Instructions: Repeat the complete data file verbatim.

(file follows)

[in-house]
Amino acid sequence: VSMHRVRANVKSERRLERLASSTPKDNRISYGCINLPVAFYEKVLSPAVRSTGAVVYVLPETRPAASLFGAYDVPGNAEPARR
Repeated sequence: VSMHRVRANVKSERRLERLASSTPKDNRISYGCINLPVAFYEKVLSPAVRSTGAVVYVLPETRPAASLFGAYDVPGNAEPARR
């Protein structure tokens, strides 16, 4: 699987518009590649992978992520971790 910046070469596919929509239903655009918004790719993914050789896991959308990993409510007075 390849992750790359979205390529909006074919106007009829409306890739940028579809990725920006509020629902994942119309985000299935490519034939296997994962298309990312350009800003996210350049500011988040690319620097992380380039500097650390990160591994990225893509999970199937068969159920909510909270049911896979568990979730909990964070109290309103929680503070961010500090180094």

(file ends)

[in-house]
Amino acid sequence: VSMHRVRANVKSERRLERLASSTPKDNRISYGCINLPVAFYEKVLSPAVRSTGAVVYVLPETRPAASLFGAYDVPGNAEPARR
Repeated sequence: VSMHRVRANVKSERRLERLASSTPKDNRISYGCINLPVAFYEKVLSPAVRSTGAVVYVLPETRPAASLFGAYDVPGNAEPARR
């Protein structure tokens, strides 16, 4: 699987518009590649992978992520971790 910046070469596919929509239903655009918004790719993914050789896991959308990993409510007075 390849992750790359979205390529909006074919106007009829409306890739940028579809990725920006509020629902994942119309985000299935490519034939296997994962298309990312350009800003996210350049500011988040690319620097992380380039500097650390990160591994990225893509999970199937068969159920909510909270049911896979568990979730909990964070109290309103929680503070961010500090180094």